Synopses & Reviews
#1 National Bestseller in Canada
Foreign rights have been sold to the UK, Italy, France, Sweden, Norway, Spain, Japan, Greece, Finland, Denmark, Holland and Brazil.
Film rights have been bought by Hey Day (the makers of Harry Potter) together with Brad Grey (producer of The Sopranos) and Brad Pitt in their first acquisition for Warner Bros.
Narrated by a fifteen-year-old autistic savant obsessed with Sherlock Holmes, this dazzling novel weaves together an old-fashioned mystery, a contemporary coming-of-age story, and a fascinating excursion into a mind incapable of processing emotions.
Christopher John Francis Boone knows all the countries of the world and their capitals and every prime number up to 7,057. Although gifted with a superbly logical brain, Christopher is autistic. Everyday interactions and admonishments have little meaning for him. At fifteen, Christopher's carefully constructed world falls apart when he finds his neighbour's dog Wellington impaled on a garden fork, and he is initially blamed for the killing.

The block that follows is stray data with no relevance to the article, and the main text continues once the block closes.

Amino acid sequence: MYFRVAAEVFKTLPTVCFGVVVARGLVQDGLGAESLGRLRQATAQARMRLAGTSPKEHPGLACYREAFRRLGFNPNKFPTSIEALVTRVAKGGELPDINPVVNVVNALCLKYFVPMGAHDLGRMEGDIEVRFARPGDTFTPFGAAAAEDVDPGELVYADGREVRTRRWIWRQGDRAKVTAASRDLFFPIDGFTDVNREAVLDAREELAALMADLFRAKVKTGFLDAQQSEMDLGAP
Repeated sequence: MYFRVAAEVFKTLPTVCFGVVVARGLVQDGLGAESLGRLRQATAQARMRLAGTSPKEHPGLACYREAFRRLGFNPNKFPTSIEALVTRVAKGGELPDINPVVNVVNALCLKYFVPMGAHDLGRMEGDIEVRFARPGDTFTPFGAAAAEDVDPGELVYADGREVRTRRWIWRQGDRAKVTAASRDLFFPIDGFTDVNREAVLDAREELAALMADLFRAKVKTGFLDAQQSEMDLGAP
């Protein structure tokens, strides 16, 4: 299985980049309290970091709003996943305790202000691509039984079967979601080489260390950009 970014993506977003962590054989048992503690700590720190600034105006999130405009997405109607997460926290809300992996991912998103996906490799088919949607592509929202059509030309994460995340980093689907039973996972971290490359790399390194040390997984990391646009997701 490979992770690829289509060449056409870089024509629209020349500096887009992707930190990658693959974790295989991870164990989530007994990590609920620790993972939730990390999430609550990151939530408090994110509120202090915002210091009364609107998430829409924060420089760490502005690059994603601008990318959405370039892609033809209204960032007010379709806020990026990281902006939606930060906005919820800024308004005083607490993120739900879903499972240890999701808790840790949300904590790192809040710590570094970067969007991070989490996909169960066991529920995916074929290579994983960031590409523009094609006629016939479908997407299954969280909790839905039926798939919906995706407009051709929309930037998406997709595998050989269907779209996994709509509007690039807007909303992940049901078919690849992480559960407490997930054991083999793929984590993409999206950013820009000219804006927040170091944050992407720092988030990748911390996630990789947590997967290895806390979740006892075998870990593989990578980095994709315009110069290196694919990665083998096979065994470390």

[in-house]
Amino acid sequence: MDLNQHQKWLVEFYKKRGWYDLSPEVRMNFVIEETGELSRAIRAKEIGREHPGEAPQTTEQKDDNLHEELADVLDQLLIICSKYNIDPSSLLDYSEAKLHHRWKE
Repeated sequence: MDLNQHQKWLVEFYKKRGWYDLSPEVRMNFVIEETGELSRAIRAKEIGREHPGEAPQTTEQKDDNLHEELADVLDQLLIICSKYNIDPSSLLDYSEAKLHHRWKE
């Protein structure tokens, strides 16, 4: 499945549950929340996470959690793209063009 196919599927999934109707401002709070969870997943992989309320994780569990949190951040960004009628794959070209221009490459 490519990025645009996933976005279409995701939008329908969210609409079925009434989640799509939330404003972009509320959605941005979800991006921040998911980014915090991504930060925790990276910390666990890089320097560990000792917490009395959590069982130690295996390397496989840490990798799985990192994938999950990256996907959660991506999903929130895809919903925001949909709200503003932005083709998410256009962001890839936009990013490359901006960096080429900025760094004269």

Christopher decides that he will track down the real killer, and turns to his favourite fictional character, the impeccably logical Sherlock Holmes, for inspiration. But the investigation leads him down some unexpected paths and ultimately brings him face to face with the dissolution of his parents' marriage. As Christopher tries to deal with the crisis within his own family, the narrative draws readers into the workings of Christopher's mind.
And herein lies the key to the brilliance of Mark Haddon's choice of narrator: The most wrenching of emotional moments are chronicled by a boy who cannot fathom emotions. The effect is dazzling, making for one of the freshest debut in years: a comedy, a tearjerker, a mystery story, a novel of exceptional literary merit that is great fun to read.
From the Trade Paperback edition.
Paperback edition of the fantastically unusual detective story written from the perspective of an autistic boy. Winner of the Guardian Children's Fiction Award 2003 and long-listed for the Man Booker Prize 2003. Readership level: 12+.